Longer-term sovereign yields in major AFEs have moved up, on net, but remained near historically low levels amid continued monetary policy accommodation (figure 43). Foreign equity markets rebounded in the second half of 2020, reflecting not only supportive monetary and fiscal policies, but also the development of effective vaccines. Although AFE stock markets largely recovered, they still underperformed U.S. equities, with greater restrictions on activity abroad and a lower share of companies that benefited from the digital economy (figure 44).
EME equity markets have recovered since the spring, with recent strong capital inflows (figure 45). Asian equity indexes rose well above pre-pandemic levels, while those in Latin America posted modest gains relative to a year ago, largely reflecting Asian economies' lower infection rates, better fundamentals, and larger fiscal space to provide additional stimulus (figure 46). Along with the improvement in equity markets, sovereign borrowing spreads generally narrowed, although they are still above pre-pandemic levels.
. . . and the broad dollar depreciated
The broad dollar index—a measure of the trade-weighted value of the dollar against foreign currencies—fell in the second half of last year. Both the continued improvement in market conditions following the stresses of last March and highly accommodative U.S. monetary policy contributed to dollar depreciation. On balance, the dollar has depreciated about 3.5 percent relative to a year ago (figure 47). The dollar broadly weakened against AFE currencies, notably the euro. The dollar also fell against some Asian emerging market currencies, particularly the Chinese renminbi and Korean won (figure 48).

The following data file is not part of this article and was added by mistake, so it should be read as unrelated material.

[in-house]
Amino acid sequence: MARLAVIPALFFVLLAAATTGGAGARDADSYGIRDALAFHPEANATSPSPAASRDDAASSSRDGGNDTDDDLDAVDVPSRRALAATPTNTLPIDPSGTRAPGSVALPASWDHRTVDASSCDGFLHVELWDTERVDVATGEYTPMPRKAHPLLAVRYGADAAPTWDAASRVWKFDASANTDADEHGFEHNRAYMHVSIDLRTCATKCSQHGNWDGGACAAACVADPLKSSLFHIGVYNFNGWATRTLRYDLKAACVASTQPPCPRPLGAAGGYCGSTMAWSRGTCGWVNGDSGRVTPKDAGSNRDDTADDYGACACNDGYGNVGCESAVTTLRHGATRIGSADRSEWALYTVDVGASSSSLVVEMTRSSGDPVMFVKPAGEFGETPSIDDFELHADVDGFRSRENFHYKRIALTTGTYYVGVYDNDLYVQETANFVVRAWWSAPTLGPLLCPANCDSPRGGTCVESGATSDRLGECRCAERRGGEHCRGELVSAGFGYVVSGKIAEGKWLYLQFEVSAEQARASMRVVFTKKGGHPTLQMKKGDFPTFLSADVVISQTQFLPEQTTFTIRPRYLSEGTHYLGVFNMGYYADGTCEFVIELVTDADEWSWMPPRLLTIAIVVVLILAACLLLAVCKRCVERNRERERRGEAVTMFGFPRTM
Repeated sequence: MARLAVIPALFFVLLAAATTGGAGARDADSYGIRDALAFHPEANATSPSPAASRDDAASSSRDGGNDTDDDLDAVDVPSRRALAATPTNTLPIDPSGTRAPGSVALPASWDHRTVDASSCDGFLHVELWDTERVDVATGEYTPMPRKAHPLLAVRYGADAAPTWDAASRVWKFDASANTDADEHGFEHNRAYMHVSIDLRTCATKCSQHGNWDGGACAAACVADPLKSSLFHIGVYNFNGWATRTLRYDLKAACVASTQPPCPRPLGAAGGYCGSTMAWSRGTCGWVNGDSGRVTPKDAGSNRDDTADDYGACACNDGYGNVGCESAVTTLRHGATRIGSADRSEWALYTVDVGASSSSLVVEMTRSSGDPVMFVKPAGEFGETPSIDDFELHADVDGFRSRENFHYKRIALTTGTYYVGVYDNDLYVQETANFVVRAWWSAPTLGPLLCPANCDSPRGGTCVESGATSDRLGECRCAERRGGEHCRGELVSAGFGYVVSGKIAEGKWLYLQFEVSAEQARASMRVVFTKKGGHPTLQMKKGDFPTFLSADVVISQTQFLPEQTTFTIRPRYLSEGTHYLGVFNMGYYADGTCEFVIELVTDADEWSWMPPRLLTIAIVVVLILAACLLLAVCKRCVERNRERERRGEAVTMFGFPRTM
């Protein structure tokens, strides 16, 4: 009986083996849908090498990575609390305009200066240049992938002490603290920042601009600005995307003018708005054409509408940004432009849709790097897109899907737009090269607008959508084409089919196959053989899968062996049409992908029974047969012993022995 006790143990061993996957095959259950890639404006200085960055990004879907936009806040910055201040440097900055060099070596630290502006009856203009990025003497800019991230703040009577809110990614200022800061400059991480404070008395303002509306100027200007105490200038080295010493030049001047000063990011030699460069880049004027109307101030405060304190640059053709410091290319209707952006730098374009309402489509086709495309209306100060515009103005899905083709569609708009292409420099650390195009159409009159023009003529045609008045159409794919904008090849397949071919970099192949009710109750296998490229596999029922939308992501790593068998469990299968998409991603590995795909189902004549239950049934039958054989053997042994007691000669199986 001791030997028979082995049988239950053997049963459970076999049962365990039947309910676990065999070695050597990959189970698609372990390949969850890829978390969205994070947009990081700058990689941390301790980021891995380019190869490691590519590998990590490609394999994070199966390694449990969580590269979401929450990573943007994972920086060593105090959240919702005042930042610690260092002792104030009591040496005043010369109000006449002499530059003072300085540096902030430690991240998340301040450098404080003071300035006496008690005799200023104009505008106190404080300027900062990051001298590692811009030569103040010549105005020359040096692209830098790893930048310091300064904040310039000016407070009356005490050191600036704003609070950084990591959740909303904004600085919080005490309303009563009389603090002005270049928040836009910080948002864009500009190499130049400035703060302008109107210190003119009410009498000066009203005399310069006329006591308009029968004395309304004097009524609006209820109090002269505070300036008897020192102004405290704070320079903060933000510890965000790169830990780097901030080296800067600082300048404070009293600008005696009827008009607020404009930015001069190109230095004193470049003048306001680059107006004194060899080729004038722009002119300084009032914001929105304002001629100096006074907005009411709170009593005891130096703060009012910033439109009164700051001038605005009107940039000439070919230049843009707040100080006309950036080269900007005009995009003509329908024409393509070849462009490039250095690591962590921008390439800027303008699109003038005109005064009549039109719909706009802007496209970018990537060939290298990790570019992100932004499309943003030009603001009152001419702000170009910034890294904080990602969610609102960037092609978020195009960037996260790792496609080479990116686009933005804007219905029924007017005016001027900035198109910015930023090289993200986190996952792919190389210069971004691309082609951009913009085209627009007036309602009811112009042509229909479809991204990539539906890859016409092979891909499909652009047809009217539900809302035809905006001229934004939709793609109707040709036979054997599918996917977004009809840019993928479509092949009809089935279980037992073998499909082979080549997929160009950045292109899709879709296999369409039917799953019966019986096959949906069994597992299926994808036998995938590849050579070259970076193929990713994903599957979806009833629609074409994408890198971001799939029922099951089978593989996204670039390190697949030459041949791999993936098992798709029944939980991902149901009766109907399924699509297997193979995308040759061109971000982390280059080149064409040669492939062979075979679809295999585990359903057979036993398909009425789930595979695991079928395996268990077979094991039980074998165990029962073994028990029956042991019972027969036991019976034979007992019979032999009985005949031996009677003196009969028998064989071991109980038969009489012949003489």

2. Since the beginning of the pandemic, a substantial number of people on temporary layoff, who should be counted as unemployed, have instead been recorded as "employed but on unpaid absence." The Bureau of Labor Statistics reports that, if these workers had been correctly classified, the unemployment rate would have been 5 percentage points higher in April. The misclassification problem has abated since then, and the unemployment rate in January was, at most, about 1/2 percentage point lower than it would have been in the absence of misclassification. Return to text
3. Some other common wage measures are providing misleading signals at present because they are dominated by compositional effects: Pandemic-related job losses fell most heavily on lower-wage workers, which mechanically increased measures of average wages. For example, average hourly earnings from the payroll survey rose more than 5 percent over the 12 months ending in January. Similarly, the fourth-quarter reading on compensation per hour, which includes both wages and benefits, was 7.7 percent above its year-ago level. Output per hour, or productivity, has also been affected by the same composition effects, rising 2.5 percent over the four quarters of 2020, the fastest pace in a decade. Return to text
4. The trimmed mean price index excludes whichever prices showed the largest increases or decreases in a given month. Over the past 20 years, changes in the trimmed mean index have averaged 1/4 percentage point above core PCE inflation and 0.1 percentage point above total PCE inflation. Return to text